Ginger Small, my little book character yet to be snatched up and published but yet ever so present in my imagination, has gone on ahead of me, as my imagination and muse-selves are wont to do. I wish her “Fair Winds and Following Seeds” , a play on an old navy tradition of wishing one on a journey or a move ‘fair winds and following seas.” For we are following the seeds of inspiration. To see what feeds us. What grows with a little planting, watering and weeding.
Whatever you are pursuing in your own artistic journey, Fair Winds and Following Seeds to you. And let me know what comes of it. For after all, we are on this journey alone, yes. But also with one another
I love moths. Not so much the ones who like to eat up our woolens when we aren’t looking, but rather the more showy ones.
A number of years ago I embroidered the luna moth above. She remains still one of my favorites. Although the model for the above moth hailed from West Virginia, all sorts of varieties of marvelous moths can be found in this Ohio River Valley, including the Luna, as we are situated along the very edges of Appalachia where loads of wonderful creatures reside.
I am excited for summer’s warmth to come to us (though not our late-summer heatwaves!) and along with it, perhaps a few more interesting moths to observe in the local woods. The One-Eyed Sphinx Moth, though not tremendously common, might be found on occasion in our Ohio woods. Today, however, I found one in my thread basket….
Well, really she came from my mind’s eye, with the help of a guide book and some source photos, with the eventual plan of being worn as a talisman. Much like the recent mushrooms growing in the same said basket!
It’s still quite chilly out of doors, so it is no surprise I found her curled up amidst the chaos of my embroidery.
And as I was home today awaiting some puppy meds for our Iris, I decided to follow this moth’s lead, and see where she might lead me.
Eventually she came together into a tiny, mothlike facsimile with which I am fairly pleased.
The art of embroidery is a slow and steady conjuring, consisting of the magical ingredients of time, patience, a bit of thread, and perhaps, a dash or two of binge-able Netflix.
As this work is so tiny, it will be installed into a wearable frame, looking much like a little embroidery hoop. I shall post it on my instagram feed when it is ready. Should this lovely moth strike your fancy, let me know. I’d love her to go to a wonderful home…..
ps… here is the necklace this little sphinx found herself into. I think it turned out nicely!
It’s a funny thing to go out into the world with a sketchbook, some pens and pencils and a little paint set. My friends from the Cincinnati Illustrators group and I routinely set out around town to practice our on-site rendering skills and one of our favorite colder-weather places to sketch is the Krohn Conservatory. Today was, indeed, a cooler day to be sketching and so we visited the conservatory where their annual holiday display is on. There are lovely little woodsy buildings made of natural materials, depicting many local landmarks and iconic places. And of course loads of gorgeous plants and flowers.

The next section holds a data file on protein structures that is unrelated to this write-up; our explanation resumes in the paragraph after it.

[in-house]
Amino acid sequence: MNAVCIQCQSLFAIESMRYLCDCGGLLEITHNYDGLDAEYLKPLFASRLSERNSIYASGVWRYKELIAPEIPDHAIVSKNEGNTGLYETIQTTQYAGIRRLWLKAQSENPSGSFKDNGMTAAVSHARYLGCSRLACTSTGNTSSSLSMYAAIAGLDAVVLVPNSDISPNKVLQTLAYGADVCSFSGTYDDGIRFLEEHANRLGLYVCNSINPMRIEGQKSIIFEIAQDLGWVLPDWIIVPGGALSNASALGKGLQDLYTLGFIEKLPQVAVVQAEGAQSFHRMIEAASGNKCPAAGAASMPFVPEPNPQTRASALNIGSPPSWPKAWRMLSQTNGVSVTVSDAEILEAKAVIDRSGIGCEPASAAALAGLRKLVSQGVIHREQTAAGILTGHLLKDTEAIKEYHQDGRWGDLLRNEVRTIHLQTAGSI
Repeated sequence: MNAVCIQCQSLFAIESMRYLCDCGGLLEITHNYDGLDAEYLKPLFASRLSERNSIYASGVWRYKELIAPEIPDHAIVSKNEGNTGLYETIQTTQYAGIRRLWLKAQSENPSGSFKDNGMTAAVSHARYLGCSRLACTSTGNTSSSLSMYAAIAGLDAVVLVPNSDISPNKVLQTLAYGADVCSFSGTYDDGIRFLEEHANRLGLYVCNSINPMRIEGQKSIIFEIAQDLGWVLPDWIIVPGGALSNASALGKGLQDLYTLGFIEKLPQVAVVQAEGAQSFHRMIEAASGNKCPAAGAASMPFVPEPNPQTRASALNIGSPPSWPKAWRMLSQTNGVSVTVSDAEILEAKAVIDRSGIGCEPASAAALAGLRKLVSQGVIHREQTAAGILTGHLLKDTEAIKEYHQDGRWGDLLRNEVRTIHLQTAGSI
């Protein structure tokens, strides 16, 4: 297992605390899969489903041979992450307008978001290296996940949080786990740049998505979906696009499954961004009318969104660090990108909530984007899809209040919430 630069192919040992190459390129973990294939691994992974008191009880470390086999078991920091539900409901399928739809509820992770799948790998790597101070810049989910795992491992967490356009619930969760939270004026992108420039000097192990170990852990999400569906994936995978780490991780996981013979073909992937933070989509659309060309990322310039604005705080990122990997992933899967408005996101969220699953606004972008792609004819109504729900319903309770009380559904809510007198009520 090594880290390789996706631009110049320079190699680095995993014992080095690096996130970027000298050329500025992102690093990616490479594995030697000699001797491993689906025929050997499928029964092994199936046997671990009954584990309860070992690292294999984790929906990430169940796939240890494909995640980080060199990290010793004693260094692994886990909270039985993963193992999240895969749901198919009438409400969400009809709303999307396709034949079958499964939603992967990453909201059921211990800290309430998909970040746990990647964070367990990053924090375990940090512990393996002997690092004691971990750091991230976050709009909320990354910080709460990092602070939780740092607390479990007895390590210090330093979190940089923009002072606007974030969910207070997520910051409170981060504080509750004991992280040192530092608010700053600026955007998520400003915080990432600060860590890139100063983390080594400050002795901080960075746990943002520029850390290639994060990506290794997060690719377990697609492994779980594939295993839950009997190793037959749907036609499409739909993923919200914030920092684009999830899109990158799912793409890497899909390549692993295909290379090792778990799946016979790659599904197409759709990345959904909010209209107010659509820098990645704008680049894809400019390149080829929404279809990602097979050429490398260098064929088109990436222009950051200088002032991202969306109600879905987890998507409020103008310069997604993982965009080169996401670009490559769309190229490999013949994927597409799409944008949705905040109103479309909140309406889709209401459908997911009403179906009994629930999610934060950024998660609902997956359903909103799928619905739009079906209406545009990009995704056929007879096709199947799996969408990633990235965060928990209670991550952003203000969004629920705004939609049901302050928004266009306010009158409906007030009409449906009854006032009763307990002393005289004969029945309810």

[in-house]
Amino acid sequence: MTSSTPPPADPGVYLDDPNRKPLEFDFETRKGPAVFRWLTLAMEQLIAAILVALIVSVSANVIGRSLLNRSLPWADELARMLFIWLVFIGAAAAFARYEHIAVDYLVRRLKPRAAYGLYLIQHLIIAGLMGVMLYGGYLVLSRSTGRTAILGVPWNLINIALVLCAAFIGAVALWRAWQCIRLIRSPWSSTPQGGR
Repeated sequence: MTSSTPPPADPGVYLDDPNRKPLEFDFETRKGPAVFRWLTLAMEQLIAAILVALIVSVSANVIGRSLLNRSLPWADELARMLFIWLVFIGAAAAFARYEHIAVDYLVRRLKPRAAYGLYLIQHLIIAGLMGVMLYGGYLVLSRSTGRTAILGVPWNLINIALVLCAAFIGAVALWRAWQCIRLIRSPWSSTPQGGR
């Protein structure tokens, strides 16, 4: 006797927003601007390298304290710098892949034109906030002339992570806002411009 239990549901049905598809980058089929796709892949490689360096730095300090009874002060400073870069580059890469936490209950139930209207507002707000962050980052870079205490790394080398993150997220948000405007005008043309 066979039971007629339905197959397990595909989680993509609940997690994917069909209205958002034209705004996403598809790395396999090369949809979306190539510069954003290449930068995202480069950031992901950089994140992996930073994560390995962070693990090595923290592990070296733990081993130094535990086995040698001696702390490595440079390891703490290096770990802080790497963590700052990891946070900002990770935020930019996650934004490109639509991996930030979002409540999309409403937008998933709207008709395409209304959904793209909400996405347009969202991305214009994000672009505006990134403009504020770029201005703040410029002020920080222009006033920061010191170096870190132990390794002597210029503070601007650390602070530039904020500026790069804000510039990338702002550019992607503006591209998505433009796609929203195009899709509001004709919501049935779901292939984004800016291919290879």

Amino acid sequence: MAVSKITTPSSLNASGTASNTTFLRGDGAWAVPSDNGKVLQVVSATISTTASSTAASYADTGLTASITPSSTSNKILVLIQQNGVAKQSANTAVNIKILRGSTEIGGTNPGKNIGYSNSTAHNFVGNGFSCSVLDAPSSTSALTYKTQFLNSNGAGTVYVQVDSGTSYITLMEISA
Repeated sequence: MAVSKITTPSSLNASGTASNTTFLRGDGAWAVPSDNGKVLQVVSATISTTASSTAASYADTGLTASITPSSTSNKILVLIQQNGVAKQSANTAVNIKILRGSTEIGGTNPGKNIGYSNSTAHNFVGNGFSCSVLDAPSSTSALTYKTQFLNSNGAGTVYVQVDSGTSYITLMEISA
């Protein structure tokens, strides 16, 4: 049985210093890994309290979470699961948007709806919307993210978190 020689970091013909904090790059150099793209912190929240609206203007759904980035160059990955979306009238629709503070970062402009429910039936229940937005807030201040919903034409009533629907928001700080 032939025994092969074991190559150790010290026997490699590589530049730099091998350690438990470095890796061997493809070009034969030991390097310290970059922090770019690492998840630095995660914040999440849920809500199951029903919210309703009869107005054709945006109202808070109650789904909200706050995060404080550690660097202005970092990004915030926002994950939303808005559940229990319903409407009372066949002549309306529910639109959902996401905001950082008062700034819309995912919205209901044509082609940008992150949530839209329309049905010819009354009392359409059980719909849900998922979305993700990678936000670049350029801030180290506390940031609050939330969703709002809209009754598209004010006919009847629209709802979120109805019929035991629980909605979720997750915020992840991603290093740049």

I sat for a good bit watching this little incline go up and down the hill to ‘Mt. Adams’ while I drew the scene.
After drawing for a while, I took out my paint set to add some color to my sketch. Soon, I realized that I had a mesmerized young admirer of my work.
and so I drew her.
She was delighted with the results and when her Gran asked her, ‘what’s she painting there, Peyton?’, my new friend answered, ‘that’s Peyton!’
Peyton’s Gran sent me the snapshots she took of our sweet exchange and I share them here with her permission. It was so wonderful to interact with guests of the Krohn, many of whom were fascinated by watching us draw.
Years and years ago, when I was a more shy sketcher, this notion filled me with dread. I am often asked by students, ‘what if someone wants to see what I am drawing?’ (!!!) And my answer is, ‘Let them!!’
We should all share our creative endeavors now and then, even when they might be new to us or feel clumsy. I’ve been sketching for years now. And each time I go out, I marvel at how curious and engaging folks are when I bring my sketchbook out. I no longer mind folks looking over my shoulder as I draw, since now I teach the process. I truly enjoy meeting the wonderful people who take a moment to say hello and ask what I am up to. An active sketchbook is a lovely way to experience the world.